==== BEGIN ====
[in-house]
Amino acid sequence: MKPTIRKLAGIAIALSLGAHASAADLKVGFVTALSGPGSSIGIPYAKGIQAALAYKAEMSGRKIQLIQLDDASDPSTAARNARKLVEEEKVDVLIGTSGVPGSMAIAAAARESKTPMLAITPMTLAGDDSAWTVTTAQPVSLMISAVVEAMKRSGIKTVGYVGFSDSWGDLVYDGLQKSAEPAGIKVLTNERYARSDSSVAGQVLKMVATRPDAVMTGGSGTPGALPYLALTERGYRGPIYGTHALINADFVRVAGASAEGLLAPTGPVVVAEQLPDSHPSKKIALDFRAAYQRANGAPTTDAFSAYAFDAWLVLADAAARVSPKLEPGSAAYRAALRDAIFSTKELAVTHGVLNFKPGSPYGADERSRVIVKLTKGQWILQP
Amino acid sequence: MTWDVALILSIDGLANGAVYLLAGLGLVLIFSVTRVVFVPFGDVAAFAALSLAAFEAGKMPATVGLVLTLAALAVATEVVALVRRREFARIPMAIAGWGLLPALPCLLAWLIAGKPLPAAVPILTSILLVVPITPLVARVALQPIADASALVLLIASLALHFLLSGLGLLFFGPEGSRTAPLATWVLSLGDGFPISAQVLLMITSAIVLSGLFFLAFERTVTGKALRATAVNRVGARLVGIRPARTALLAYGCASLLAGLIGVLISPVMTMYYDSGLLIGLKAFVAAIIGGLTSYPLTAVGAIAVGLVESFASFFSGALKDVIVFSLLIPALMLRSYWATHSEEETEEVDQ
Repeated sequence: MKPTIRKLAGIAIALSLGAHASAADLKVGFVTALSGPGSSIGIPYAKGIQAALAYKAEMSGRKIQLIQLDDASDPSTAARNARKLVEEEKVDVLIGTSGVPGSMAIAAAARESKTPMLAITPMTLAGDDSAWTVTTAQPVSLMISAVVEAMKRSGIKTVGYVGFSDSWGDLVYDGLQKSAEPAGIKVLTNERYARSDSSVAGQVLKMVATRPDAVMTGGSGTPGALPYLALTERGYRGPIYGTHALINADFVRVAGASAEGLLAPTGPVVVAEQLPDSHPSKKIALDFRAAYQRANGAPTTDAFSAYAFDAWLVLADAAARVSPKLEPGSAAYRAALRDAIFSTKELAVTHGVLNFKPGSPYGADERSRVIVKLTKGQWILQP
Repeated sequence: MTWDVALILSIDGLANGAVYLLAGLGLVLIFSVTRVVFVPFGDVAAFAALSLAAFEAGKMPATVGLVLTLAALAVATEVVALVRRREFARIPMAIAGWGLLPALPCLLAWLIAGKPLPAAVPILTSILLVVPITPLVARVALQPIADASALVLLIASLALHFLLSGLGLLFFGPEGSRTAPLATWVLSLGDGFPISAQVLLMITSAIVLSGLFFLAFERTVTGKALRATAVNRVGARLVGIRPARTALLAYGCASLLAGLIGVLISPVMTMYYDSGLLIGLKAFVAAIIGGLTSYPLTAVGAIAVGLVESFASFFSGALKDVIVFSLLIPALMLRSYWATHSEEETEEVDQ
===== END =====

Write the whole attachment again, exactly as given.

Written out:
[in-house]
Amino acid sequence: MKPTIRKLAGIAIALSLGAHASAADLKVGFVTALSGPGSSIGIPYAKGIQAALAYKAEMSGRKIQLIQLDDASDPSTAARNARKLVEEEKVDVLIGTSGVPGSMAIAAAARESKTPMLAITPMTLAGDDSAWTVTTAQPVSLMISAVVEAMKRSGIKTVGYVGFSDSWGDLVYDGLQKSAEPAGIKVLTNERYARSDSSVAGQVLKMVATRPDAVMTGGSGTPGALPYLALTERGYRGPIYGTHALINADFVRVAGASAEGLLAPTGPVVVAEQLPDSHPSKKIALDFRAAYQRANGAPTTDAFSAYAFDAWLVLADAAARVSPKLEPGSAAYRAALRDAIFSTKELAVTHGVLNFKPGSPYGADERSRVIVKLTKGQWILQP
Amino acid sequence: MTWDVALILSIDGLANGAVYLLAGLGLVLIFSVTRVVFVPFGDVAAFAALSLAAFEAGKMPATVGLVLTLAALAVATEVVALVRRREFARIPMAIAGWGLLPALPCLLAWLIAGKPLPAAVPILTSILLVVPITPLVARVALQPIADASALVLLIASLALHFLLSGLGLLFFGPEGSRTAPLATWVLSLGDGFPISAQVLLMITSAIVLSGLFFLAFERTVTGKALRATAVNRVGARLVGIRPARTALLAYGCASLLAGLIGVLISPVMTMYYDSGLLIGLKAFVAAIIGGLTSYPLTAVGAIAVGLVESFASFFSGALKDVIVFSLLIPALMLRSYWATHSEEETEEVDQ
Repeated sequence: MKPTIRKLAGIAIALSLGAHASAADLKVGFVTALSGPGSSIGIPYAKGIQAALAYKAEMSGRKIQLIQLDDASDPSTAARNARKLVEEEKVDVLIGTSGVPGSMAIAAAARESKTPMLAITPMTLAGDDSAWTVTTAQPVSLMISAVVEAMKRSGIKTVGYVGFSDSWGDLVYDGLQKSAEPAGIKVLTNERYARSDSSVAGQVLKMVATRPDAVMTGGSGTPGALPYLALTERGYRGPIYGTHALINADFVRVAGASAEGLLAPTGPVVVAEQLPDSHPSKKIALDFRAAYQRANGAPTTDAFSAYAFDAWLVLADAAARVSPKLEPGSAAYRAALRDAIFSTKELAVTHGVLNFKPGSPYGADERSRVIVKLTKGQWILQP
Repeated sequence: MTWDVALILSIDGLANGAVYLLAGLGLVLIFSVTRVVFVPFGDVAAFAALSLAAFEAGKMPATVGLVLTLAALAVATEVVALVRRREFARIPMAIAGWGLLPALPCLLAWLIAGKPLPAAVPILTSILLVVPITPLVARVALQPIADASALVLLIASLALHFLLSGLGLLFFGPEGSRTAPLATWVLSLGDGFPISAQVLLMITSAIVLSGLFFLAFERTVTGKALRATAVNRVGARLVGIRPARTALLAYGCASLLAGLIGVLISPVMTMYYDSGLLIGLKAFVAAIIGGLTSYPLTAVGAIAVGLVESFASFFSGALKDVIVFSLLIPALMLRSYWATHSEEETEEVDQ